UCLA Daily Bruin
Laws should protect animals
Assembly Bill 2296's punishment of speech may lead activists to more violence to make their voices heard
Dan Kapelovitz, Jill Ryther and Jaimie Bryant
October 8, 2008
Members of the campus community recently received an e-mail from UCLA Chancellor Gene D. Block extolling the virtues of Assembly Bill 2296, a new law that restricts the speech of animal-rights activists (whom he calls "anti-animal research extremists") in order to protect animal researchers. As this law moved toward passage, much was said about the fear animal researchers feel when confronted by protestors. By contrast, few have commented on the pain and terror experienced by animals used in experiments or have explained why there is protest against animal research at UCLA and other institutions in the first place.
Every day at places like UCLA, animals are subjected to excruciating, unrelieved pain as involuntary subjects in research experiments that have not been described or justified to the public. Researchers and the heads of experiments hide behind unsupported general claims that such research is necessary and productive for human health, but they offer no information by which the public can assess their claims as to specific experiments.
Therefore, the public has no information about the research that is being done or whether, in fact, any of it has led to or has the potential to lead to worthwhile advancements. Researchers and the heads of institutions like UCLA reject calls for transparency about the animal research that is conducted.
Because of the way research applications are reviewed and funded, it is highly likely that research dollars are wasted on useless animal testing and experiments. Funding might well have been more productively invested in research methods that bear actual fruit in advancing human health.
Animal researchers like to further argue that they are in complete compliance with state anticruelty statutes and federal laws that regulate scientific research on animals. However, as legally interpreted, neither state nor federal laws provide any protection to animals tortured at institutions like UCLA.
State anticruelty statutes define "cruel" as only the infliction of "unnecessary" suffering on animals. Scientific research is arbitrarily defined as "necessary," which means that the infliction of even the most horrific suffering on animals falls outside the legal boundaries of the "anticruelty" statutes.
Federal law is no different. The Animal Welfare Act purports to regulate scientific research, yet the AWA covers only a very small minority of the animals used in research and explicitly states that none of its provisions can be used to impede or affect research design or implementation. The AWA does not prevent the infliction of horrific suffering on animals; it only creates paperwork for research scientists who need to provide minimal justifications for their unwillingness to provide pain relief or consider alternatives to animal-based research or testing.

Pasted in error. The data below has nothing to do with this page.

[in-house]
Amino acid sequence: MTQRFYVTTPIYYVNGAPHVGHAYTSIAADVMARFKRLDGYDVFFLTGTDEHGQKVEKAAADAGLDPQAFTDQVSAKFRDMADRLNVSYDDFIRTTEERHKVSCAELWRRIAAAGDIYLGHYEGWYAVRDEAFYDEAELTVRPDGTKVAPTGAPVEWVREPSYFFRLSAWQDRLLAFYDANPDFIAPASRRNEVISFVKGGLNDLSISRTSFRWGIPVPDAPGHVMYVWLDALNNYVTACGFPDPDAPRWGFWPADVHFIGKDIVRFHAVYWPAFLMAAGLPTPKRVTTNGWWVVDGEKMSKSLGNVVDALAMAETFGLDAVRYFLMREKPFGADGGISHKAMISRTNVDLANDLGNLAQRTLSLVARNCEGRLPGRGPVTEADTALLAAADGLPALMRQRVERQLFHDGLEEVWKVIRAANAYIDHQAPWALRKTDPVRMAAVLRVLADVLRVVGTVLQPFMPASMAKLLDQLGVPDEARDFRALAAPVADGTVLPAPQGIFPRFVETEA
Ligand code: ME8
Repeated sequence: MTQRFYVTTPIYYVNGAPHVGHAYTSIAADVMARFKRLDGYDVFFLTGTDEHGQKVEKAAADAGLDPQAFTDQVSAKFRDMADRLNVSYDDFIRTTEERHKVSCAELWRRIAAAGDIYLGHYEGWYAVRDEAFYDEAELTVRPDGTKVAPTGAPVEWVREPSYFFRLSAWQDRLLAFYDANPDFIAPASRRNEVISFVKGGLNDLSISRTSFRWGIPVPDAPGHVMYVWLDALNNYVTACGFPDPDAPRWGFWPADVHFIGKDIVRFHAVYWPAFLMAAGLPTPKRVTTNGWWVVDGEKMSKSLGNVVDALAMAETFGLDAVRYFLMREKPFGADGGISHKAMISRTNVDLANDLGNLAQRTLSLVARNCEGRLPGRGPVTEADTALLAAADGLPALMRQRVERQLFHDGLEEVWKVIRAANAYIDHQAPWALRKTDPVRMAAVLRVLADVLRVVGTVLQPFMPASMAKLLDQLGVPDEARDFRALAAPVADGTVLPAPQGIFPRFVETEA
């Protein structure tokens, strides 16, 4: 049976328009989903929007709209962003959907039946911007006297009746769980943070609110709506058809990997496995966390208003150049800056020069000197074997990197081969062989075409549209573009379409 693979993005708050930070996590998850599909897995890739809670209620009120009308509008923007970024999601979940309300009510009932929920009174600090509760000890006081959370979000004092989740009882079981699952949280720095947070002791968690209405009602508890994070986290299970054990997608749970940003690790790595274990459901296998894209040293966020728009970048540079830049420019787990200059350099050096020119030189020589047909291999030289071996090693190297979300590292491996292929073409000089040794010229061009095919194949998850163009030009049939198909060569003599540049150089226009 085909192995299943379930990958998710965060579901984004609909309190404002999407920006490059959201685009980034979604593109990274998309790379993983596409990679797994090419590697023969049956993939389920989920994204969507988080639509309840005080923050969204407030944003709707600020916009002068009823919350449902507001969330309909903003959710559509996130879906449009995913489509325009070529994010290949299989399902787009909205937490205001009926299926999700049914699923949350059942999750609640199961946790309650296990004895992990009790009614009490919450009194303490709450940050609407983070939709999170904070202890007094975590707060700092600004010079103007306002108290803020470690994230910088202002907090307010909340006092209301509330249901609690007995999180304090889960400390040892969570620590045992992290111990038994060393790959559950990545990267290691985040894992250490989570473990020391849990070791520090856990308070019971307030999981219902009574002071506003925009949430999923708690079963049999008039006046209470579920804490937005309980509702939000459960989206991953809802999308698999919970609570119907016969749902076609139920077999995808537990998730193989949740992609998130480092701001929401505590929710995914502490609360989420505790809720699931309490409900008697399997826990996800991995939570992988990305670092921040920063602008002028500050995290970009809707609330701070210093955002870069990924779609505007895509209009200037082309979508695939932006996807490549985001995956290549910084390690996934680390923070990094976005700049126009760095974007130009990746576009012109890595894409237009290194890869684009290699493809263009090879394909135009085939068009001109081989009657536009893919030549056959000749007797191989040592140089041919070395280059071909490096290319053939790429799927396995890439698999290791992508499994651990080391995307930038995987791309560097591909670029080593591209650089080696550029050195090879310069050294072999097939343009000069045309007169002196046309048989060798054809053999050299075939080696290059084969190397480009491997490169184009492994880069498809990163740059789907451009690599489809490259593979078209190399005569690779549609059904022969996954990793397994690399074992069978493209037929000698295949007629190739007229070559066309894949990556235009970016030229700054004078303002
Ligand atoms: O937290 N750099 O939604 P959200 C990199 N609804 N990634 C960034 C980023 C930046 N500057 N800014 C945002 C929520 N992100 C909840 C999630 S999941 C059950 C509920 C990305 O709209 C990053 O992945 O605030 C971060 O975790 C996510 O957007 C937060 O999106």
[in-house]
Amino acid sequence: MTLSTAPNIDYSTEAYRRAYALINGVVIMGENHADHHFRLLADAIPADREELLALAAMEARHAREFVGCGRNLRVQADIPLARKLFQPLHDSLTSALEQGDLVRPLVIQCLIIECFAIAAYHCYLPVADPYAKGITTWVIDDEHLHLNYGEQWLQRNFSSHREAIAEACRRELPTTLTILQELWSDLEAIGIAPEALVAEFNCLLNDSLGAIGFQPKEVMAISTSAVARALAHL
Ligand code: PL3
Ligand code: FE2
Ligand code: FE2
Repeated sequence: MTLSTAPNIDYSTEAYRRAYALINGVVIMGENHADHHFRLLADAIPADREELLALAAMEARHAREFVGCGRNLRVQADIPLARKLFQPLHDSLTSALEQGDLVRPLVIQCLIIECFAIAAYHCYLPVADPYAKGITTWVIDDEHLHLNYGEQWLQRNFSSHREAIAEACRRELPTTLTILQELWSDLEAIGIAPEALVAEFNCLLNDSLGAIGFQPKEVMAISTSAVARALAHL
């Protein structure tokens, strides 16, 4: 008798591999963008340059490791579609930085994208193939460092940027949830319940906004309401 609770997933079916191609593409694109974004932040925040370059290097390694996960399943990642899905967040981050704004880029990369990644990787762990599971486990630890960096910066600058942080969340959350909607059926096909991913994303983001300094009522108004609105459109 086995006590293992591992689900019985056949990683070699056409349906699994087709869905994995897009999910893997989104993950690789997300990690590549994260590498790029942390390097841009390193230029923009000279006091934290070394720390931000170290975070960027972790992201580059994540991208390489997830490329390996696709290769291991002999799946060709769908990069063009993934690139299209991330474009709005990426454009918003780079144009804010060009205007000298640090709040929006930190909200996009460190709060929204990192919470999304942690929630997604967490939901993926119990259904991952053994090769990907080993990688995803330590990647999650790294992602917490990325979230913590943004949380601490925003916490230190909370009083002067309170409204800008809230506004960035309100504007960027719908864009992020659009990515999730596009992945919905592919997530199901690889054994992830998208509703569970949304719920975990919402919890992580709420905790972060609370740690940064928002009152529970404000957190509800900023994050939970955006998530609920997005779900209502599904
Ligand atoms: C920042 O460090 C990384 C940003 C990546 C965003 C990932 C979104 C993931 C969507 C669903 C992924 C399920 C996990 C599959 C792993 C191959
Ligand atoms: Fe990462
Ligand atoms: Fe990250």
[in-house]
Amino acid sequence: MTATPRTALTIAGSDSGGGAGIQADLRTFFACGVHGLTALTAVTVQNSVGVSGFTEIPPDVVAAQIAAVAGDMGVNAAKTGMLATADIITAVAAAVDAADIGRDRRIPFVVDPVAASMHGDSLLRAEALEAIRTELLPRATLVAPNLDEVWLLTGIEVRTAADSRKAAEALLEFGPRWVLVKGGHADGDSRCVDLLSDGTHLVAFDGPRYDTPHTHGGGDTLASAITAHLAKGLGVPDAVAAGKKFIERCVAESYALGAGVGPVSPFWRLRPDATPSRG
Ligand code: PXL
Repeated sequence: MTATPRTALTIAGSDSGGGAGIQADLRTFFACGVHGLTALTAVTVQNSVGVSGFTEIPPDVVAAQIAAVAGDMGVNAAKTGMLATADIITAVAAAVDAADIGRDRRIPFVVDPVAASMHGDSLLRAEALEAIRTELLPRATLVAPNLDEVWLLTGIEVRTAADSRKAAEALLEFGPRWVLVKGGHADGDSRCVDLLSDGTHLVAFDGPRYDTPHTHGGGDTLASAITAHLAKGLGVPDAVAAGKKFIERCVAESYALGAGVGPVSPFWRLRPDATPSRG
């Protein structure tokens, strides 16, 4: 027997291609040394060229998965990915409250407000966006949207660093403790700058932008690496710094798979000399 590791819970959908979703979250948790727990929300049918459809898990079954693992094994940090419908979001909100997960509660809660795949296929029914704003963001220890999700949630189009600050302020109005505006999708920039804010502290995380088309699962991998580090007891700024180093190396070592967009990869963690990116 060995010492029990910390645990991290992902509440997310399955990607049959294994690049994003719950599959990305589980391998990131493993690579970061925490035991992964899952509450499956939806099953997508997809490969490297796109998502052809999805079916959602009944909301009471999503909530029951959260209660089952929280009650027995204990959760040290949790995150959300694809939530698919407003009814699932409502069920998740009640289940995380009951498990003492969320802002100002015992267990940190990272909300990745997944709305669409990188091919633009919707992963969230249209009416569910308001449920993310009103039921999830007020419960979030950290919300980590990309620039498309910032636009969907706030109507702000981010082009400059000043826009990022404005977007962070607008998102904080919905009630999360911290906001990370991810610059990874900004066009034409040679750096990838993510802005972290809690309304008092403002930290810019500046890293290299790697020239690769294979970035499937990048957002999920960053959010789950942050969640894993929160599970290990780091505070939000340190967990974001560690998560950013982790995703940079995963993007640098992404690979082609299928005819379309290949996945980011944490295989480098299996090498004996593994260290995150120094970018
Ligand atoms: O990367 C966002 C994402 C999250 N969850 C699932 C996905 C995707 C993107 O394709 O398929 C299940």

Chancellor Block, a former animal researcher himself, praises AB 2296 for providing new protections for animal researchers, but animal researchers already have complete legal protection from violent conduct. That is why we believe that a primary purpose of the new law is to intimidate peaceful protestors; the first versions of the law were even more expansive in curtailing their speech. Even though AB 2296 was reduced in scope before it was enacted, it still punishes speech.
Given the history of law enforcement reactions to animal advocacy protests, we believe that such a law is likely to be abused by law enforcement officials who use their authority to intimidate peaceful animal activists into silence. It is animals -- and the people who care about them -- who are not sufficiently protected by existing laws.
Unfortunately, laws like this -- whose focus is the speech of protestors -- may actually increase violent acts against researchers rather than diminish them. When lawful speech is stifled by expansive use of such laws to intimidate protestors, activists concerned about imminent and ongoing violence against animals may feel the need to resort to methods other than speech to have their voices heard. That tragedy could be avoided with more transparency and more public debate about whether the extreme pain inflicted on animals is justified.
Dan Kapelovitz is President of the Animal Law Society at the UCLA School of Law. Ryther is the Communications Director of the Animal Law Society at the UCLA School of Law. Bryant is Professor of Law, Faculty Adviser to the Animal Law Society at the UCLA School of Law.
Contact: Press Officer Jerry Vlasak, MD